Aristegui has worked for various radio stations, including Radio Educación, FM Globo and Stereorey. Among the programs in which she has taken part are Para Empezar ("To Begin With") on MVS Radio, and the early broadcast of Imagen Informativa ("Informative Image") on Grupo Imagen, on which she was a regular until November 2002, when she had a conflict with Pedro Ferríz de Con, who did not allow her to enter the studio to broadcast the show. After this incident, she and Javier Solórzano chose to depart from Grupo Imagen. In an act of solidarity, the hosts of the later broadcasts of Imagen Informativa, Ilana Sod, Julio Boltvinik, Denise Dresser, and Vivian Hiriart also quit.


She worked on the program En Blanco y Negro alongside Javier Solórzano, broadcast by MVS, and in 2001 was also on Círculo Rojo on Televisa. She worked on the news program Noticias Canal 52: Aristegui-Solórzano, broadcast on channel 52MX, from 2003 to 2006. In 2005, after more than 15 years of working together at various media (Imevisión, MVS, Imagen, Televisa, Canal 52), Aristegui and Solórzano announced that they would be separating professionally on account of "conflicting schedules".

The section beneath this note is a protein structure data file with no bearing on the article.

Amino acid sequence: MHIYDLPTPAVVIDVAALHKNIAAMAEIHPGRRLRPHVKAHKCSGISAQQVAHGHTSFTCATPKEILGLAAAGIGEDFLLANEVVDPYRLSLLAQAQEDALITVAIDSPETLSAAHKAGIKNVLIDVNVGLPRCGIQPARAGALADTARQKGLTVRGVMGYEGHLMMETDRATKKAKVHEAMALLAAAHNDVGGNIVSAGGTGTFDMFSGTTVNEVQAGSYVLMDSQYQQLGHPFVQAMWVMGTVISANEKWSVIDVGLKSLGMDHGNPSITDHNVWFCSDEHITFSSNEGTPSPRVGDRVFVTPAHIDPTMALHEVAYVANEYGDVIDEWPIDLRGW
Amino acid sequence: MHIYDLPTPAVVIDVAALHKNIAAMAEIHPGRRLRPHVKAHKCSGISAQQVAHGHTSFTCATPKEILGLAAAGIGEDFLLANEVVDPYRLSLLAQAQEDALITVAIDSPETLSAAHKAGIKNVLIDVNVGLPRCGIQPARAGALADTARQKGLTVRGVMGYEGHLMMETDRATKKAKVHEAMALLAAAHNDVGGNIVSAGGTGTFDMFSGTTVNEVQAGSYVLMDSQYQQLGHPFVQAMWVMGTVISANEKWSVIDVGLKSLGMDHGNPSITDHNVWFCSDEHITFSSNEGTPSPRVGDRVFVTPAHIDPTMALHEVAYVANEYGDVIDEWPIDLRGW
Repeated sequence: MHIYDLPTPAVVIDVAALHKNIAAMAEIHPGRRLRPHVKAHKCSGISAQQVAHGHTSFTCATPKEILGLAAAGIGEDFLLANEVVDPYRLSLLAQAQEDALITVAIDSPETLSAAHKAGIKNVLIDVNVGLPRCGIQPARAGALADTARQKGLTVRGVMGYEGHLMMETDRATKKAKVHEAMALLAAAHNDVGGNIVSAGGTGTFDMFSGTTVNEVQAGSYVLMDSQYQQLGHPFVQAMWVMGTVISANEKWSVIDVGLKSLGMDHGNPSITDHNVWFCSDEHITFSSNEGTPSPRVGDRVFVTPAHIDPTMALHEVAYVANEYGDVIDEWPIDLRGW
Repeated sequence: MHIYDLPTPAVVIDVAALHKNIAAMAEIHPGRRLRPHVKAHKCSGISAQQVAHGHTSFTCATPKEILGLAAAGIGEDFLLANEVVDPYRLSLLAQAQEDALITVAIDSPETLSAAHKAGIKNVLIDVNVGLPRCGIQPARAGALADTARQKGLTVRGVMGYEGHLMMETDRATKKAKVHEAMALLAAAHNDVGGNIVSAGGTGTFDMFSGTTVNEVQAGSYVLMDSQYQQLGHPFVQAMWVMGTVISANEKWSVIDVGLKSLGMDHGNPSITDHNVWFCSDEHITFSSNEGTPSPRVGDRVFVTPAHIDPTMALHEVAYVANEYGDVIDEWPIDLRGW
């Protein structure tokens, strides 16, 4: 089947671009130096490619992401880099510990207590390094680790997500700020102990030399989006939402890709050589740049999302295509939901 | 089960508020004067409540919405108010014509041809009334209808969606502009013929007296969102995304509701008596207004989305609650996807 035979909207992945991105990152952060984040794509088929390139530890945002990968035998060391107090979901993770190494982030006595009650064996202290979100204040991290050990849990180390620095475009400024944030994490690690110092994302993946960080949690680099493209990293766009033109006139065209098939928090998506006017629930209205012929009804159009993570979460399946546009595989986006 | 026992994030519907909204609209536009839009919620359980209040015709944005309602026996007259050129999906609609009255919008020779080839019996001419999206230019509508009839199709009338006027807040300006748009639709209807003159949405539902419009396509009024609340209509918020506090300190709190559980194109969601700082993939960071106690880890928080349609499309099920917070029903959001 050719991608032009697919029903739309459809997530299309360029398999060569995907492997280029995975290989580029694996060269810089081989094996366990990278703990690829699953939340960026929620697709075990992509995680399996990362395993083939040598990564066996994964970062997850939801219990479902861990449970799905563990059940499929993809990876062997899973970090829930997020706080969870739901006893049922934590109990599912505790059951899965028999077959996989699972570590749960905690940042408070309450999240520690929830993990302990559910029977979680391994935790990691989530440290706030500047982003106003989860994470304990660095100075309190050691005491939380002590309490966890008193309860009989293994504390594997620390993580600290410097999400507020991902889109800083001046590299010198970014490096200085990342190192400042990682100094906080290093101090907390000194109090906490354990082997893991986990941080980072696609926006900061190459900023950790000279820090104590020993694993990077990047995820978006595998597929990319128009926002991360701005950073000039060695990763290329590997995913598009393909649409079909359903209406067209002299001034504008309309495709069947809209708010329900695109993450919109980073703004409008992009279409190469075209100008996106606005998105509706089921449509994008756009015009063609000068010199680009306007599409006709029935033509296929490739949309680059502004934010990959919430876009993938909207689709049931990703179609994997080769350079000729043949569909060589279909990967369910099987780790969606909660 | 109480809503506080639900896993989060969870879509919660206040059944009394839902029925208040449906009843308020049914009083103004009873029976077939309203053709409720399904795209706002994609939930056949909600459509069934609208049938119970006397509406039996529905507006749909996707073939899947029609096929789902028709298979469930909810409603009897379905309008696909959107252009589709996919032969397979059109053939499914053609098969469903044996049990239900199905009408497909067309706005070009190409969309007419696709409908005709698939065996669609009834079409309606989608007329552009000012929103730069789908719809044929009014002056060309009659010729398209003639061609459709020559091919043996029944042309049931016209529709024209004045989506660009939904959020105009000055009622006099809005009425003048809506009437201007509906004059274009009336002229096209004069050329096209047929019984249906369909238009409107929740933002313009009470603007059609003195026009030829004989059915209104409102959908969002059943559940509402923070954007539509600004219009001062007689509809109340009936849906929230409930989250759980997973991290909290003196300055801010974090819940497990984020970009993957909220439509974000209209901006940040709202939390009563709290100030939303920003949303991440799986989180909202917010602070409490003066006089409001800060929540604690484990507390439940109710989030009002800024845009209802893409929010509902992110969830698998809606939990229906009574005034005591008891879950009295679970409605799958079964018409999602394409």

Aristegui has one son, Emilio, born on 11 February 1999. "The emotion that came over me continues to be unforgettable," she said of his birth in an interview some years later.


For over five years, Aristegui hosted the Federal Electoral Institute's special political programming. In 1997, she acted as an advisor to a civic group involved in the first election for mayor of Mexico City.